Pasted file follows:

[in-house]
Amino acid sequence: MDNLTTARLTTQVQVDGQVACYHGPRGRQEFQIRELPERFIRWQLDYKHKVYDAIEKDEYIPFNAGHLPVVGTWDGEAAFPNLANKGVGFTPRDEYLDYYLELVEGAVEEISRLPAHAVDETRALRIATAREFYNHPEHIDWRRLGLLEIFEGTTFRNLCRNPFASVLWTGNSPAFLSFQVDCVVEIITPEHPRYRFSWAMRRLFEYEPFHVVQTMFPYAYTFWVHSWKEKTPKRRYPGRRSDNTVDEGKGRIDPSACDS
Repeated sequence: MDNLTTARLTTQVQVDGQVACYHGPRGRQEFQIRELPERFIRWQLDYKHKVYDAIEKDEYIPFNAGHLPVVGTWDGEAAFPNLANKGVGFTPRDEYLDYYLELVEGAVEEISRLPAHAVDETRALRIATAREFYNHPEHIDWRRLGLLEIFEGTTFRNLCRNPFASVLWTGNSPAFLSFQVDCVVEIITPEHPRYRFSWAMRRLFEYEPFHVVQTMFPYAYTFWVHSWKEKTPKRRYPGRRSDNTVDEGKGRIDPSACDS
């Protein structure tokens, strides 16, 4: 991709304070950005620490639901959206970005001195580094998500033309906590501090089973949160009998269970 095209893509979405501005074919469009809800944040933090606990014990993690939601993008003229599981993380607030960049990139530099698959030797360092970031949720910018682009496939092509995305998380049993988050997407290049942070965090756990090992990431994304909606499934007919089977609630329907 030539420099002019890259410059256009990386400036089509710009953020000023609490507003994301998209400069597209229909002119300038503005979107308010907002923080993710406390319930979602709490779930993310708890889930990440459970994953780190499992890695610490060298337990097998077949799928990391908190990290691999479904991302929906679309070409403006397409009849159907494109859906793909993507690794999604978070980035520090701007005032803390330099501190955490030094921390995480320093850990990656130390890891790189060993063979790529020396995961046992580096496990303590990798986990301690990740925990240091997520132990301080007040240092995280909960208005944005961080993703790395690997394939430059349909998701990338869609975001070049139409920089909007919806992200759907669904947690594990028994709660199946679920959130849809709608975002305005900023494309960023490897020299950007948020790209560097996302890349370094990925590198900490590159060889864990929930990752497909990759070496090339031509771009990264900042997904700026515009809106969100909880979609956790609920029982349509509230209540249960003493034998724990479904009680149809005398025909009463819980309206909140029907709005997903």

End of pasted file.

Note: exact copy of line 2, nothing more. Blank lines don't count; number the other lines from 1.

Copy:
Amino acid sequence: MDNLTTARLTTQVQVDGQVACYHGPRGRQEFQIRELPERFIRWQLDYKHKVYDAIEKDEYIPFNAGHLPVVGTWDGEAAFPNLANKGVGFTPRDEYLDYYLELVEGAVEEISRLPAHAVDETRALRIATAREFYNHPEHIDWRRLGLLEIFEGTTFRNLCRNPFASVLWTGNSPAFLSFQVDCVVEIITPEHPRYRFSWAMRRLFEYEPFHVVQTMFPYAYTFWVHSWKEKTPKRRYPGRRSDNTVDEGKGRIDPSACDS